Dealing with the Secondary U.S. Tax Consequences Of Transfer-Pricing Adjustments

Imagine this: the transfer pricing report that has been in process is received after year-end (but before the tax return is due) and the conclusion is that the price the U.S. parent has charged its foreign subsidiary for intercompany transactions throughout the year is too high and needs to be adjusted downward.

What do you do? Let it go and post a make-up adjustment next year, or, affirmatively adjust the year to follow the transfer pricing report and include the corrected amounts in the tax return? You should do the latter because you cannot make beneficial transfer pricing adjustments to the U.S. parent after the tax return is filed. This is not an uncommon situation and this article will provide a summary of the issue, and what to do.

The overall tax consequences of this type of adjustment are a bit more complex than first meets the eye. Proper planning can mitigate adverse consequences and reporting errors especially in situations where estimates were used during the year, but not finalized until after year-end when the transfer pricing study is issued. In situation referred to above, the U.S. parent adjusts downward what it charged its foreign subsidiary. This is referred to as a “primary adjustment.” Since the U.S. parent overcharged its foreign subsidiary, the primary adjustment decreases U.S. taxable income of the U.S. parent. An additional adjustment is necessary, which in this case, creates a distribution (possibly resulting in a dividend from the foreign subsidiary), for U.S. tax purposes. This distribution (or contribution if it goes the other way) is commonly referred to as the “secondary adjustment.”

The following example illustrates this. Assume the U.S. parent charged its foreign subsidiary $100, but the arm’s length amount should have been $90. The $100 is reflected in the books and records of the U.S. parent as of year-end. Before the tax return is filed, the finalized transfer pricing report reflects $90 as the appropriate charge. U.S. parent reduces the price it charged the foreign subsidiary by $10 so that the tax return, as filed, reflects $90. Since the year has ended, and the U.S. actually charged $100 but should have only charged $90, the $10 difference, the secondary adjustment, is a treated as a distribution from the foreign subsidiary (possibly a dividend).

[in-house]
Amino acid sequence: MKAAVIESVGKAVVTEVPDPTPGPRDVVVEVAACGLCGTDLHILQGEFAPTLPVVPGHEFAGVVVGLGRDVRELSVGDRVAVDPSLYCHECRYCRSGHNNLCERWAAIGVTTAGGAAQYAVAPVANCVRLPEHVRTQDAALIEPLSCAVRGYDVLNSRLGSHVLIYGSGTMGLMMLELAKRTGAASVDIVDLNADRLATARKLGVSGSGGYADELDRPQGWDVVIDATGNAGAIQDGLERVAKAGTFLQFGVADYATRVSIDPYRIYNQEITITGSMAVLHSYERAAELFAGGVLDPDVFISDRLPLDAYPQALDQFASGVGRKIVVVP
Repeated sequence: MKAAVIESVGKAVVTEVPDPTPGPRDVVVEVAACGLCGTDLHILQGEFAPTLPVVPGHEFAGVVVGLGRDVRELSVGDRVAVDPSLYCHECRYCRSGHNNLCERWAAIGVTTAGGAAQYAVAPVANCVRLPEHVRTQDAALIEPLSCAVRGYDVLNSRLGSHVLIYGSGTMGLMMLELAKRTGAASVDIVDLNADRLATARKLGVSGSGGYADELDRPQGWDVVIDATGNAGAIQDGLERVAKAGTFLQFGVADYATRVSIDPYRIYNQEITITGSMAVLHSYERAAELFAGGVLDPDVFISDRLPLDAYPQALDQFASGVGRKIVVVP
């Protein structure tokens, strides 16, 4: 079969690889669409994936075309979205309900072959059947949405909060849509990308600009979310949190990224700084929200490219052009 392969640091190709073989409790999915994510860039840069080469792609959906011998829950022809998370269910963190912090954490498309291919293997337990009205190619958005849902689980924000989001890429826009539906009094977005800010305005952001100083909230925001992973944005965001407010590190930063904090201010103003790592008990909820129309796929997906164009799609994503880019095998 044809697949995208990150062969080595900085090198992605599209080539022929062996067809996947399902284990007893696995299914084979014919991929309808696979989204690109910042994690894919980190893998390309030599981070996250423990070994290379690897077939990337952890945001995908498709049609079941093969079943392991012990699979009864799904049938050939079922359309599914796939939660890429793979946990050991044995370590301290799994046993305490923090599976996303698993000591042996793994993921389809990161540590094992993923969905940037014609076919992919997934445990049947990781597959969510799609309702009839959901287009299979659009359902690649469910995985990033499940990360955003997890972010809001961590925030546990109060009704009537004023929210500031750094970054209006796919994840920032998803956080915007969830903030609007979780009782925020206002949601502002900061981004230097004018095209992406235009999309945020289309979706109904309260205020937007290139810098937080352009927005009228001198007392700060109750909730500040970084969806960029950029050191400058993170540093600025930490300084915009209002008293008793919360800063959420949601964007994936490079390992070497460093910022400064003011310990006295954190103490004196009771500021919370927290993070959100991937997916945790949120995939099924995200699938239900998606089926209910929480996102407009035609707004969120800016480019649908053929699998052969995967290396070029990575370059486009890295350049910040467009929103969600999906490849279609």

Revenue Procedure 99-32 contains some potential relief from the adverse impact of secondary adjustments ($10 in the above example) when there are taxpayer-initiated transfer pricing adjustments on the tax return. Revenue Procedure 99-32 revised Revenue Procedure 65-17, which did not contain relief for taxpayer initiated adjustments (it potentially applied to only IRS initiated adjustments). Further, Revenue Procedure 99-32 was issued to encourage taxpayers to affirmatively adjust transfer prices with the filing of their timely filed U.S. tax returns although it can still possibly be used for IRS initiated adjustments as well. What Revenue Procedure 99-32 does, is allow a taxpayer to record the affirmative transfer pricing true-up secondary adjustments in its U.S. tax return as an interest bearing loan which has to be repaid within 90 days of the adjustment. If it is not repaid in 90 days, the secondary adjustment stands.

Revenue Procedure 99-32 is elective. The interest bearing loan treatment does not happen automatically unless the taxpayer makes the election. Therefore, taxpayers have to affirmatively elect on their timely filed U.S. tax returns (including extensions), to take advantage of this Revenue Procedure. Section 5 of the Revenue Procedure outlines how to make the election (which cannot be done on an amended return).

Should taxpayers just automatically make a Revenue Procedure 99-32 election on their return? The answer is not necessarily. For example, if the foreign subsidiary does not have current or accumulated earnings and profits, the distribution on the secondary adjustment might be treated as a tax-free return of capital. Further, the loan that is created when electing under the Revenue Procedure, might be treated in this situation as a section 956 loan from the foreign subsidiary (and a deemed dividend). Or, there may be withholding tax on the loan that is created. (Generally, the U.S. exempts less than 183 day loans from U.S. withholding tax.) So, the facts need to be analyzed, to determine if this election is beneficial.

Further, note that making a transfer pricing primary adjustment can have import and customs duty, VAT and withholding tax implications where refunds might be obtained, or payments made, depending upon which way the adjustment goes. Some foreign jurisdictions do not follow these provisions and will need to be analyzed in conjunction with the U.S. implications.

This Revenue Procedure can be applied to U.S.-owned multinationals, foreign-owned U.S. subsidiaries, or foreign-to-foreign controlled party transactions of U.S. multinationals. Revenue Procedure 99-32 can be beneficial, but may not always be. It should be considered when transfer pricing adjustments arise when filing the U.S. tax return. Also, when making a transfer pricing adjustment with the U.S. tax return, there could be secondary adjustments that should to be considered.